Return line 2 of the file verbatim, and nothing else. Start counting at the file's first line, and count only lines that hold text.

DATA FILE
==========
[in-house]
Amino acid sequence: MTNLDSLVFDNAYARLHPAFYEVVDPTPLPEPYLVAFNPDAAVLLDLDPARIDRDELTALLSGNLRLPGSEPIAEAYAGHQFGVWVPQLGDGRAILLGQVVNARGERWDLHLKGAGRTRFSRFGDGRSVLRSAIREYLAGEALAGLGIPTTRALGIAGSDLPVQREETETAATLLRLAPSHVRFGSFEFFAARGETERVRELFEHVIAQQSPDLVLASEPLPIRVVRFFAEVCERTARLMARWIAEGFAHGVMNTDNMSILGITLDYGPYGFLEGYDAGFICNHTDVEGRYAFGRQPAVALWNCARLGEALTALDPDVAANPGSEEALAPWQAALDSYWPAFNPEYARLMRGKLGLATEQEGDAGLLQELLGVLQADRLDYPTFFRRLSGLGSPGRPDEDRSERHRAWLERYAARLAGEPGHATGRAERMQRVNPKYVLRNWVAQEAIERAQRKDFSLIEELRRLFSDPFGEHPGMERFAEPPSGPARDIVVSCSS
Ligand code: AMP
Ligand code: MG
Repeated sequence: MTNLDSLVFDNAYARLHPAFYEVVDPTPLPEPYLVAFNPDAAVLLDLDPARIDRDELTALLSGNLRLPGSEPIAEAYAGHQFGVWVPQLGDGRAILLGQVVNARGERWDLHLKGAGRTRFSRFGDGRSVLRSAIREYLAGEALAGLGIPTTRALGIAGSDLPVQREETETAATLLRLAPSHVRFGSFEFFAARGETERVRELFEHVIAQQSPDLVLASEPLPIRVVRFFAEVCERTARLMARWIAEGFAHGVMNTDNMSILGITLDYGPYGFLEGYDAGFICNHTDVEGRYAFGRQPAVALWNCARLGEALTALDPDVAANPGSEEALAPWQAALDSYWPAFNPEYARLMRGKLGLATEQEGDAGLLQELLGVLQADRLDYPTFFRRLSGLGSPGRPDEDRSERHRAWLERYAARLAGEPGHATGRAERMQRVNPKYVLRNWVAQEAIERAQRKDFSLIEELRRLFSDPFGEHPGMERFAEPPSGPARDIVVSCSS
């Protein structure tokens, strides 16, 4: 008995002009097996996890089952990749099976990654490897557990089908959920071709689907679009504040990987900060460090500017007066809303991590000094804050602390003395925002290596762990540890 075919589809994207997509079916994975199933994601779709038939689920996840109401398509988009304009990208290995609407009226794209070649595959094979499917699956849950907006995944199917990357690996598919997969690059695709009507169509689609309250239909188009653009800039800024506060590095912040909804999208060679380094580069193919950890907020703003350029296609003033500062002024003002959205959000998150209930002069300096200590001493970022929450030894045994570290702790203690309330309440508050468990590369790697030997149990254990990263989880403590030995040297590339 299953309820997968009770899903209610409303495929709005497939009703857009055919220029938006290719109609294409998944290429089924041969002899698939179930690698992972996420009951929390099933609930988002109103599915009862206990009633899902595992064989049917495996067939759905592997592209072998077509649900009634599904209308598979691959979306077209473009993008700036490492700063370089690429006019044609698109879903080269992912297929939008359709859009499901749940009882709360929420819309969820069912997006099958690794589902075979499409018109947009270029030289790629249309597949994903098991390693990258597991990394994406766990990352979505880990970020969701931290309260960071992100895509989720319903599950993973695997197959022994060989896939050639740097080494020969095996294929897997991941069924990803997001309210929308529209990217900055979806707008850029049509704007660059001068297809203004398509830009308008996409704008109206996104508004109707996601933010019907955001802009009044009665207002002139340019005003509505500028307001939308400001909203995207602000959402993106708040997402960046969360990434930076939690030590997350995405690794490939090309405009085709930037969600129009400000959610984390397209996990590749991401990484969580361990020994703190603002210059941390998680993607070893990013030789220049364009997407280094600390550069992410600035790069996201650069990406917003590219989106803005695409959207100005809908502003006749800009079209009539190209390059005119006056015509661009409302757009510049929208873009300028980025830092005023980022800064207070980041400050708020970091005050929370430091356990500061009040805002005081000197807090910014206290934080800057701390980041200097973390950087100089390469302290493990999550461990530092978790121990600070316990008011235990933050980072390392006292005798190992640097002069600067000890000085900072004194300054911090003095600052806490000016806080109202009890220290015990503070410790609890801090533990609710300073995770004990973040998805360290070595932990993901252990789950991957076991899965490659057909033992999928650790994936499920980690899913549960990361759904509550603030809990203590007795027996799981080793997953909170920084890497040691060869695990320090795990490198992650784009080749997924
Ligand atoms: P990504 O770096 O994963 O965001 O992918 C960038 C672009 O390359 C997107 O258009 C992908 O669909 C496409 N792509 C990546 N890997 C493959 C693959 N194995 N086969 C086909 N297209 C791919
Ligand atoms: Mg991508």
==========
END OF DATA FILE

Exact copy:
Amino acid sequence: MTNLDSLVFDNAYARLHPAFYEVVDPTPLPEPYLVAFNPDAAVLLDLDPARIDRDELTALLSGNLRLPGSEPIAEAYAGHQFGVWVPQLGDGRAILLGQVVNARGERWDLHLKGAGRTRFSRFGDGRSVLRSAIREYLAGEALAGLGIPTTRALGIAGSDLPVQREETETAATLLRLAPSHVRFGSFEFFAARGETERVRELFEHVIAQQSPDLVLASEPLPIRVVRFFAEVCERTARLMARWIAEGFAHGVMNTDNMSILGITLDYGPYGFLEGYDAGFICNHTDVEGRYAFGRQPAVALWNCARLGEALTALDPDVAANPGSEEALAPWQAALDSYWPAFNPEYARLMRGKLGLATEQEGDAGLLQELLGVLQADRLDYPTFFRRLSGLGSPGRPDEDRSERHRAWLERYAARLAGEPGHATGRAERMQRVNPKYVLRNWVAQEAIERAQRKDFSLIEELRRLFSDPFGEHPGMERFAEPPSGPARDIVVSCSS